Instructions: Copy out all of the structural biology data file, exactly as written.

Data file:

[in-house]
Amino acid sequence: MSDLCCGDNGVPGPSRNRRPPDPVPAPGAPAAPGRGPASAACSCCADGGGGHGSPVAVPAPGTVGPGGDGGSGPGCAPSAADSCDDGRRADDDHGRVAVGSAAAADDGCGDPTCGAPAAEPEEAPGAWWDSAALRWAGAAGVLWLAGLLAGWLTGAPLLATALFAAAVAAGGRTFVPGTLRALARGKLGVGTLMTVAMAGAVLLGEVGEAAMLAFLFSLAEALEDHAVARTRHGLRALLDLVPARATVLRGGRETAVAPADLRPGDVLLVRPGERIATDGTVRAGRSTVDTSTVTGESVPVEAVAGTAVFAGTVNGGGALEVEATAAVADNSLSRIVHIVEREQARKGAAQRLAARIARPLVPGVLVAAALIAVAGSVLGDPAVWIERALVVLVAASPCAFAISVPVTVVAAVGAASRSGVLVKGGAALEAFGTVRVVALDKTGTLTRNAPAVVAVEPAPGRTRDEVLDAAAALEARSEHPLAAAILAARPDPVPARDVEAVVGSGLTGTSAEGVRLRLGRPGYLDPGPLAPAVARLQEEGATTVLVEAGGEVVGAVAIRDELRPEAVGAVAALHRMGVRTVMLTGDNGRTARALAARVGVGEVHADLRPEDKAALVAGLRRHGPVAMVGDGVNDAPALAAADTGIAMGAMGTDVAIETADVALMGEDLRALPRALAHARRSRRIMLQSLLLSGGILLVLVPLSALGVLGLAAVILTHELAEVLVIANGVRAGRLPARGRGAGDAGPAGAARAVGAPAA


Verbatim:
[in-house]
Amino acid sequence: MSDLCCGDNGVPGPSRNRRPPDPVPAPGAPAAPGRGPASAACSCCADGGGGHGSPVAVPAPGTVGPGGDGGSGPGCAPSAADSCDDGRRADDDHGRVAVGSAAAADDGCGDPTCGAPAAEPEEAPGAWWDSAALRWAGAAGVLWLAGLLAGWLTGAPLLATALFAAAVAAGGRTFVPGTLRALARGKLGVGTLMTVAMAGAVLLGEVGEAAMLAFLFSLAEALEDHAVARTRHGLRALLDLVPARATVLRGGRETAVAPADLRPGDVLLVRPGERIATDGTVRAGRSTVDTSTVTGESVPVEAVAGTAVFAGTVNGGGALEVEATAAVADNSLSRIVHIVEREQARKGAAQRLAARIARPLVPGVLVAAALIAVAGSVLGDPAVWIERALVVLVAASPCAFAISVPVTVVAAVGAASRSGVLVKGGAALEAFGTVRVVALDKTGTLTRNAPAVVAVEPAPGRTRDEVLDAAAALEARSEHPLAAAILAARPDPVPARDVEAVVGSGLTGTSAEGVRLRLGRPGYLDPGPLAPAVARLQEEGATTVLVEAGGEVVGAVAIRDELRPEAVGAVAALHRMGVRTVMLTGDNGRTARALAARVGVGEVHADLRPEDKAALVAGLRRHGPVAMVGDGVNDAPALAAADTGIAMGAMGTDVAIETADVALMGEDLRALPRALAHARRSRRIMLQSLLLSGGILLVLVPLSALGVLGLAAVILTHELAEVLVIANGVRAGRLPARGRGAGDAGPAGAARAVGAPAA